: Er Gurpreet Mains
Introduction To Disaster Management Disaster Management: Disaster Management can be defined as the organization and management of resources and responsibilities for dealing with all humanitarian aspects of emergencies, in particular impact of disasters. preparedness, responseand recovery in order to lessen the Disaster Management refers to how we can protect or preserve maximum number of lives and property during a natural disaster. Disaster management plans are multi-layered and are aimed to address such issues as floods, hurricanes, fires, and even mass failure of utilities or the rapid spread of disease. India has been traditionally vulnerable to the natural disasters on the account of its unique geo-climatic conditions. Floods, droughts, cyclones, earthquakes and landslides would have been a recurrent phenomena. About 59% of the landmass is prone to earthquakes of various intensities; over 40 million hectares is prone to floods; about 8% of the total area is prone to cyclones and 69% of the area is susceptible to drought. The super cyclone in Orissa in October, 1999 and the Bhuj earthquake in Gujarat in January, 2001 underscored the need to adopt a multi-dimensional endeavour involving diverse scientific, engineering, financial and social processes; the need to adopt multi disciplinary and multi-sectoral approach and incorporation of risk reduction in the developmental plans and strategies. Disaster: Disaster is a serious disruption, occurring over a relatively short time, of the functioning of a community or a society involving widespread human, material, economic or environmental loss and impacts, which exceeds the ability of the affected community or society to cope using its own resources. An event that results in) great harm, damage, or death, or seriousdifficulty:.
Hazard: A possible source of danger is called hazard. A hazard is an agent which has the potential to cause harm to a vulnerable target. Hazard is any agent that can cause harm or damage to humans, property, or the environment. Risk is defined as the probability that exposure to a hazard will lead to a negative consequence, or more simply, a hazard poses no risk if there is no exposure to that hazard. An event that is caused by interaction with a hazard is called an incident. Hazards may also be classified as natural, anthropogenic, or technological. They may also be classified as health or safety hazards, by the populations that may be affected, and the severity of the associated risk. In most cases a hazard may affect a range of targets, and have little or no effect on others. An emergency is an event that can be responded to using the resources available at hand, implying that there is no need to request external assistance. A disaster, on the other hand, is characterized by impacts that overwhelm the capacities of local responders and place demands on resources which are not available locally. An event is declared as a “disaster” when there is a need for external assistance to cope with its impacts. A national government declares a state of disaster or national calamity as a way to request international humanitarian assistance and the support of the international community to cope with the impacts of the disaster. Vulnerability: Vulnerability describes the characteristics and circumstances of a community, system or asset that make it susceptible to the damaging effects of a hazard. There are many aspects of vulnerability, arising from various physical, social, economic, and environmental factors. Examples may include: • • • • • poor design and construction of buildings, inadequate protection of assets, lack of public information and awareness, limited official recognition of risks and preparedness measures, and disregard for wise environmental management. There are four (4) main types of vulnerability: 1. Physical Vulnerability may be determined by aspects such as population density levels, remoteness of a settlement, the site, design and materials used for critical infrastructure and for housing (UNISDR). Example: Wooden homes are less likely to collapse in an earthquake, but are more vulnerable to fire. 2. Social Vulnerability refers to the inability of people, organizations and societies to withstand adverse impacts to hazards due to characteristics inherent in social interactions, institutions and systems of cultural values. It is linked to the level of well being of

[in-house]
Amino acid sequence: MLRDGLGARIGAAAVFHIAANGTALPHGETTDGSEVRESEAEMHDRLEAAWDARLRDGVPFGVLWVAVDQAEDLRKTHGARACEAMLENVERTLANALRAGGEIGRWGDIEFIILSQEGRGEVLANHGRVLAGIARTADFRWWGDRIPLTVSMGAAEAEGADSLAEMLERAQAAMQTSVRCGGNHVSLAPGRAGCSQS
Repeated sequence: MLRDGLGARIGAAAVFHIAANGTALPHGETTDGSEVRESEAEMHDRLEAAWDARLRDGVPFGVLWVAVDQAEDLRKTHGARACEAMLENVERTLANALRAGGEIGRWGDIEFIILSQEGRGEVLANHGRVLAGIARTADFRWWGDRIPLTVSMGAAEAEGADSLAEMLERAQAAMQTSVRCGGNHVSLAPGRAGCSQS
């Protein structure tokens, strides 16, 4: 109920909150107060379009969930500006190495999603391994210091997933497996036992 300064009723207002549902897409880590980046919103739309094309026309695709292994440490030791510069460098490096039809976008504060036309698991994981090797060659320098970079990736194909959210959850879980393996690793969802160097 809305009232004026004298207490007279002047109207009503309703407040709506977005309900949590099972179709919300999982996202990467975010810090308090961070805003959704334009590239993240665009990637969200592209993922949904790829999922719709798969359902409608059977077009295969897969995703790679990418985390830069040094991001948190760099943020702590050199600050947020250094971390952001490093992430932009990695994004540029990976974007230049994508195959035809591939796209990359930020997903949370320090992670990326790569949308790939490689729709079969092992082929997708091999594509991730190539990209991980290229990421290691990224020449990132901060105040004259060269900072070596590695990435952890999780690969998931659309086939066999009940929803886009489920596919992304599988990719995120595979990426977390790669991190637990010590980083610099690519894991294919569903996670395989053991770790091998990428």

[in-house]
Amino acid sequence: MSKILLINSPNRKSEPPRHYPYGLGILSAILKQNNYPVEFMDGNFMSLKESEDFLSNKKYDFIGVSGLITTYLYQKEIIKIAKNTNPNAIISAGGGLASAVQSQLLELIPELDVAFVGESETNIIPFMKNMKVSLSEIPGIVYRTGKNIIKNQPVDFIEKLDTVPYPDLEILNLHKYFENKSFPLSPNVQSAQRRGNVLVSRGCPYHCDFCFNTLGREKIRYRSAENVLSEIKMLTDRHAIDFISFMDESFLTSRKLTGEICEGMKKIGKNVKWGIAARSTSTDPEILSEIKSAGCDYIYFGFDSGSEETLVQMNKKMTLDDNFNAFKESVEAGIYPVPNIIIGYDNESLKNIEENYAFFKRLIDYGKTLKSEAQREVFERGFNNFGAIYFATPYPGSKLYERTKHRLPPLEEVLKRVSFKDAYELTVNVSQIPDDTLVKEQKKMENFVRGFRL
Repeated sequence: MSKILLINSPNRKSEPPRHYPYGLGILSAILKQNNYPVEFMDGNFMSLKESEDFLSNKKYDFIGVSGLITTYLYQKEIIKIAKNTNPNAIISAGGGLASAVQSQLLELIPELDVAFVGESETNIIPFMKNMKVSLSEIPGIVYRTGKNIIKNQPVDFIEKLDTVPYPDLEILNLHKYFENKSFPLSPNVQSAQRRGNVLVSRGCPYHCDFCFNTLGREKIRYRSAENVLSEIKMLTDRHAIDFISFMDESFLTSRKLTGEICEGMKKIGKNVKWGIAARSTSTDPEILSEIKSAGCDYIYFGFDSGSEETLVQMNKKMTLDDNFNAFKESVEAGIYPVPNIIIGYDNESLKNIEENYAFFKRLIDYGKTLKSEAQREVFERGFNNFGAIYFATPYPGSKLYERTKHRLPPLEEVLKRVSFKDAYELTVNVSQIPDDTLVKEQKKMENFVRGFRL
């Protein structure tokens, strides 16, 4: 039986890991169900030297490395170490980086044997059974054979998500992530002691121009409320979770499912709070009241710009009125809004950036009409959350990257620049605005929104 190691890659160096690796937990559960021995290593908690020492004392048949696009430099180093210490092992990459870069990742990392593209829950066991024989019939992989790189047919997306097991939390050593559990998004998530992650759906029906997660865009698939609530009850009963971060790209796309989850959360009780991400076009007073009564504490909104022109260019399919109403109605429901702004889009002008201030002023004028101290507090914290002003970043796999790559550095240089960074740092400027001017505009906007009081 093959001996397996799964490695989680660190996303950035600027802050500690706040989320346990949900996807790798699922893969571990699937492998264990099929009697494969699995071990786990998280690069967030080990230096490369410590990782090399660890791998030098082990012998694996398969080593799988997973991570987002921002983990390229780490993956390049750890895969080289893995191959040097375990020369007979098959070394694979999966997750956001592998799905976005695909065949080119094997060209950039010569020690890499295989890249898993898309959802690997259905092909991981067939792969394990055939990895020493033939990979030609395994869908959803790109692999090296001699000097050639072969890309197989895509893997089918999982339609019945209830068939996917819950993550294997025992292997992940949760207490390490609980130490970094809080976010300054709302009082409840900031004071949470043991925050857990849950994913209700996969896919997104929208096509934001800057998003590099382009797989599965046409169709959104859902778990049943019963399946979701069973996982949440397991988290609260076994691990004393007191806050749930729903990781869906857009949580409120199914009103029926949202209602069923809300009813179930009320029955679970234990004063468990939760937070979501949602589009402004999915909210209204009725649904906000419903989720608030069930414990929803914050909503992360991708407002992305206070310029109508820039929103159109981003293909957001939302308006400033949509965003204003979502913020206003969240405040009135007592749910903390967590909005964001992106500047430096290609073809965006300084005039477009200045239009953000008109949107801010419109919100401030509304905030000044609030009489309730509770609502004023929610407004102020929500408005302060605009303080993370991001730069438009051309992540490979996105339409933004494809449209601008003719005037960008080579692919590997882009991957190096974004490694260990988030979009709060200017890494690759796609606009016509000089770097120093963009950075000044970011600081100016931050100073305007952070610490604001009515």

individuals, communities and society. It includes aspects related to levels of literacy and education, the existence of peace and security, access to basic human rights, systems of good governance, social equity, positive traditional values, customs and ideological beliefs and overall collective organizational systems (UNISDR). Example: When flooding occurs some citizens, such as children, elderly and differently-able, may be unable to protect themselves or evacuate if necessary. 3. Economic Vulnerability. The level of vulnerability is highly dependent upon the economic status of individuals, communities and nations The poor are usually more vulnerable to disasters because they lack the resources to build sturdy structures and put other engineering measures in place to protect themselves from being negatively impacted by disasters. Example: Poorer families may live in squatter settlements because they cannot afford to live in safer (more expensive) areas. 4. Environmental Vulnerability. Natural resource depletion and resource degradation are key aspects of environmental vulnerability. Example: Wetlands, such as the Caroni Swamp, are sensitive to increasing salinity from sea water, and pollution from stormwater runoff containing agricultural chemicals, eroded soils, etc. Risk & Disaster Management: Risk (or more specifically, disaster risk) is the potential disaster losses (in terms of lives, health status, livelihoods, assets and services) which could occur to a particular community or a society over some specified future time period. (Reference UNISDR Terminology) It considers the probability of harmful consequences, or expected losses (deaths, injuries, property, livelihoods, economic activity disrupted or environmentally damaged) resulting from interactions between natural or human induced hazards and vulnerable conditions. Risk can be calculated using the following equation: Risk = Probability of Hazard x Degree of Vulnerability. There are different ways of dealing with risk, such as: Risk Acceptance: an informed decision to accept the possible consequences and likelihood of a particular risk. Risk Avoidance: an informed decision to avoid involvement in activities leading to risk realization. Risk Reduction refers to the application of appropriate techniques to reduce the likelihood of risk occurrence and its consequences. Risk Transfer involves shifting of the burden of risk to another party. One of the most common forms of risk transfer is Insurance Disaster Management: Disaster Management: Disaster Management can be defined as the organization and management of resources and responsibilities for dealing with all humanitarian aspects of